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According to the “Annual Energy Outlook 2012” from the U.S. Energy Information Administration (EIA), in 2010, fossil fuel represented 83 percent of U.S. energy consumption.  Although total energy use grows only 10 percent between 2010 and 2035, the fossil fuel share stays high at 77 percent in 2035.

The gains in efficiency and the expansion of renewables are offset by increased energy demand from a larger population (390 million in 2035, up from310million in 2010) and more homes, buildings,malls and cars. In 2035, emissions of carbon dioxide—the largest greenhouse gas—are reckoned to be 3 percent higher than in 2010. This contrasts with the declines of 50 to 80 percent that some scientists say are needed by midcentury to stabilize global temperatures.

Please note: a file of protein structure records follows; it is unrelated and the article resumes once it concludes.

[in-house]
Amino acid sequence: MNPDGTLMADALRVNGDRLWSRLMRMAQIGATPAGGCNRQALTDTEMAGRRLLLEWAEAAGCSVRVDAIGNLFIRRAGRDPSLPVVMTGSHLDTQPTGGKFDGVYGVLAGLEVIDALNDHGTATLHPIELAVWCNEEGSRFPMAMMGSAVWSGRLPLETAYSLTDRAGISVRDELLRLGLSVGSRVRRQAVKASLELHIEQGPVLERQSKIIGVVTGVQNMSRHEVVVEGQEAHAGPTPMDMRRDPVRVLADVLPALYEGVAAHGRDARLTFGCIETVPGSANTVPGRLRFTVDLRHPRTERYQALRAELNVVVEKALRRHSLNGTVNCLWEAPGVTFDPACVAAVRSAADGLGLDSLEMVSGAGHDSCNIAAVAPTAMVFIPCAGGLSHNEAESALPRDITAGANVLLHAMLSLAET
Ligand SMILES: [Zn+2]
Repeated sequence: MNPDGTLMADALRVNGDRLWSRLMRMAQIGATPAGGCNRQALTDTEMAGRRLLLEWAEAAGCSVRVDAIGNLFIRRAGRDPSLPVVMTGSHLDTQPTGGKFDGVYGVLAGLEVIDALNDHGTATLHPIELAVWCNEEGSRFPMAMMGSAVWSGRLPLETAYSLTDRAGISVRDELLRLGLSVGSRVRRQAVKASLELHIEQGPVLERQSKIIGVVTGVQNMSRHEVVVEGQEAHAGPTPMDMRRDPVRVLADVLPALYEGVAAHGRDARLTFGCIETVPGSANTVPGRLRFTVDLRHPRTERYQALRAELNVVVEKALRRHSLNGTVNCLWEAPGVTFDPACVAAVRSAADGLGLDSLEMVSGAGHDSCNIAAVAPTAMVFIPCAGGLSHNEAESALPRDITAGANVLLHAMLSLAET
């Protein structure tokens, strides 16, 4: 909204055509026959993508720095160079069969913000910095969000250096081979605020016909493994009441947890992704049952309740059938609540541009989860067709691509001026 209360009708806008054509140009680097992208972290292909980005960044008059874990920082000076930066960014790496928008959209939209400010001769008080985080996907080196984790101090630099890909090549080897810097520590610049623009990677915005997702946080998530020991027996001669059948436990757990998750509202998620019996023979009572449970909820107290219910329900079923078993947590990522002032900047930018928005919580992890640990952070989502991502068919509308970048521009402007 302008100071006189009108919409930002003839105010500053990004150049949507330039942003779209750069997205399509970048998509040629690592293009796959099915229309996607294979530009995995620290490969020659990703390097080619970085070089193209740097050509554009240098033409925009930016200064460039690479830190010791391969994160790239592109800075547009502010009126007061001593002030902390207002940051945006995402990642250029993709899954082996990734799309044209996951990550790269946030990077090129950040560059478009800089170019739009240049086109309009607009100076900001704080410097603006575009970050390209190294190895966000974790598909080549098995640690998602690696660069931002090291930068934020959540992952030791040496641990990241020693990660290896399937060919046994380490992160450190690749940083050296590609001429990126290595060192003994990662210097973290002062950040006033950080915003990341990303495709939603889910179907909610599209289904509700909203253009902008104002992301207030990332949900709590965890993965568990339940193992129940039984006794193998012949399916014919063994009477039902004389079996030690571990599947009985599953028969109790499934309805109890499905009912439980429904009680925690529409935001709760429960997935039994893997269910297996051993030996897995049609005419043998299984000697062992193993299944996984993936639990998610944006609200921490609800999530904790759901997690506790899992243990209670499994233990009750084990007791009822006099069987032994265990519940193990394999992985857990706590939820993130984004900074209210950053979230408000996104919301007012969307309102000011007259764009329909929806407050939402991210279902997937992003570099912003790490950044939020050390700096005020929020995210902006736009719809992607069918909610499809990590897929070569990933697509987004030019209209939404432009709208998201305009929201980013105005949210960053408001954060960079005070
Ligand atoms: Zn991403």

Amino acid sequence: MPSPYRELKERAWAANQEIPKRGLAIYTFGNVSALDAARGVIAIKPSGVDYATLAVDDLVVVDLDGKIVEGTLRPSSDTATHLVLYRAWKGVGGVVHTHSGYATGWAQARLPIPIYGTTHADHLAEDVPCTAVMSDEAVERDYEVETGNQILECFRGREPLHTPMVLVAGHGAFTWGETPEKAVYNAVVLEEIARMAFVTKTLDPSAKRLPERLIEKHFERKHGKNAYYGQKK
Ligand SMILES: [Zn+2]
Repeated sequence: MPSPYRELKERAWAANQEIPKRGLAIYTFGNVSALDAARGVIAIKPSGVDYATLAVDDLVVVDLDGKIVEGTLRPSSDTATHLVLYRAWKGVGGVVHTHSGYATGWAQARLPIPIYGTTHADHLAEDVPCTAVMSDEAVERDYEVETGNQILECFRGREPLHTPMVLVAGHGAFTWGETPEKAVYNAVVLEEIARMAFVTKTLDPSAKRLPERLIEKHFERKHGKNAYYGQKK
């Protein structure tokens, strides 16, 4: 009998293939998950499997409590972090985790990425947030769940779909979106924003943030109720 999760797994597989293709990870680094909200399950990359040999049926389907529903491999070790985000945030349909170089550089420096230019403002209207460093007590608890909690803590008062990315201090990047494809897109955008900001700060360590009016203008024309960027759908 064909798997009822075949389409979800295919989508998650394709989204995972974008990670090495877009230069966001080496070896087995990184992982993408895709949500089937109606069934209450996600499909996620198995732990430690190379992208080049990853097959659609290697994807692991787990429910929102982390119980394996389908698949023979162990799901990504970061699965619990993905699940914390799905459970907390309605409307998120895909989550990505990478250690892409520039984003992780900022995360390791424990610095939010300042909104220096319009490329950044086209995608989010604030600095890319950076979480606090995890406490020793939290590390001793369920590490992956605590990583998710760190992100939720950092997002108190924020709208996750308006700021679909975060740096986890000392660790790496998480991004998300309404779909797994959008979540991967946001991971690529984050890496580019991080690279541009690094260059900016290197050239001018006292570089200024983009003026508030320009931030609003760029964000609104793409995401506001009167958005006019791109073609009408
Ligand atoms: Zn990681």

Advances in “fracking” have opened new oil and natural gas fields. From 2007 to 2010,U.S. oil production rose from 5.1 million barrels a day (mbd) to 5.5mbd. By 2020, itwill hit 6.7 mbd.

In 2010, oil imports accounted for 49 percent of U.S. consumption, down from60 percent in 2005.  By 2035, imports could decline to 36 percent, projects the EIA. (Wash Post, 1/26/2012)